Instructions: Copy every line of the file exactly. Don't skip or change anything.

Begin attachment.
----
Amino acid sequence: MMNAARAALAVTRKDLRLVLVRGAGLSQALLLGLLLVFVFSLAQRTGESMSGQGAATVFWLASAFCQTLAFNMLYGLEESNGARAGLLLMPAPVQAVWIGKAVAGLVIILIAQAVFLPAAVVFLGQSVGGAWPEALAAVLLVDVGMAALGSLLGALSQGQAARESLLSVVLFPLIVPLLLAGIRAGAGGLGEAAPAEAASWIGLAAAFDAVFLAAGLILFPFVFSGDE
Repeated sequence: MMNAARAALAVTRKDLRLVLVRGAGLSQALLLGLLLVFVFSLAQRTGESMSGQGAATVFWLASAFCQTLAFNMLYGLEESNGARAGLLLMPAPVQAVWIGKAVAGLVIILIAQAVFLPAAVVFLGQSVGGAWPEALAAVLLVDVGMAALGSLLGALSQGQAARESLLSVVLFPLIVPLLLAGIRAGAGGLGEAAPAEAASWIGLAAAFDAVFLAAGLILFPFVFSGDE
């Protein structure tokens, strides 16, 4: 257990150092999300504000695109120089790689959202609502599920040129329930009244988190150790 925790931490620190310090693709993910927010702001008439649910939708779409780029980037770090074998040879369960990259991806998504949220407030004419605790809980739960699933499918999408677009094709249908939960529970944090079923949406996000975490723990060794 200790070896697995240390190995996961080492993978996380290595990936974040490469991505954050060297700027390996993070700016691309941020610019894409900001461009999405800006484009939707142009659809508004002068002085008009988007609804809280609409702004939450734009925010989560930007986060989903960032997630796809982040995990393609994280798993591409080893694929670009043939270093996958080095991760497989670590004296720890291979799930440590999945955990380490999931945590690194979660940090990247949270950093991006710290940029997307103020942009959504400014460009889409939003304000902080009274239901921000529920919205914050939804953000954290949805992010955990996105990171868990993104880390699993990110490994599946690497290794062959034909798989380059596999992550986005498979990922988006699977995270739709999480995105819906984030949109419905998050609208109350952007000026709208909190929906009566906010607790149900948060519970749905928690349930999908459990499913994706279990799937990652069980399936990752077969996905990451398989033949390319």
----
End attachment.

Amino acid sequence: MMNAARAALAVTRKDLRLVLVRGAGLSQALLLGLLLVFVFSLAQRTGESMSGQGAATVFWLASAFCQTLAFNMLYGLEESNGARAGLLLMPAPVQAVWIGKAVAGLVIILIAQAVFLPAAVVFLGQSVGGAWPEALAAVLLVDVGMAALGSLLGALSQGQAARESLLSVVLFPLIVPLLLAGIRAGAGGLGEAAPAEAASWIGLAAAFDAVFLAAGLILFPFVFSGDE
Repeated sequence: MMNAARAALAVTRKDLRLVLVRGAGLSQALLLGLLLVFVFSLAQRTGESMSGQGAATVFWLASAFCQTLAFNMLYGLEESNGARAGLLLMPAPVQAVWIGKAVAGLVIILIAQAVFLPAAVVFLGQSVGGAWPEALAAVLLVDVGMAALGSLLGALSQGQAARESLLSVVLFPLIVPLLLAGIRAGAGGLGEAAPAEAASWIGLAAAFDAVFLAAGLILFPFVFSGDE
């Protein structure tokens, strides 16, 4: 257990150092999300504000695109120089790689959202609502599920040129329930009244988190150790 925790931490620190310090693709993910927010702001008439649910939708779409780029980037770090074998040879369960990259991806998504949220407030004419605790809980739960699933499918999408677009094709249908939960529970944090079923949406996000975490723990060794 200790070896697995240390190995996961080492993978996380290595990936974040490469991505954050060297700027390996993070700016691309941020610019894409900001461009999405800006484009939707142009659809508004002068002085008009988007609804809280609409702004939450734009925010989560930007986060989903960032997630796809982040995990393609994280798993591409080893694929670009043939270093996958080095991760497989670590004296720890291979799930440590999945955990380490999931945590690194979660940090990247949270950093991006710290940029997307103020942009959504400014460009889409939003304000902080009274239901921000529920919205914050939804953000954290949805992010955990996105990171868990993104880390699993990110490994599946690497290794062959034909798989380059596999992550986005498979990922988006699977995270739709999480995105819906984030949109419905998050609208109350952007000026709208909190929906009566906010607790149900948060519970749905928690349930999908459990499913994706279990799937990652069980399936990752077969996905990451398989033949390319």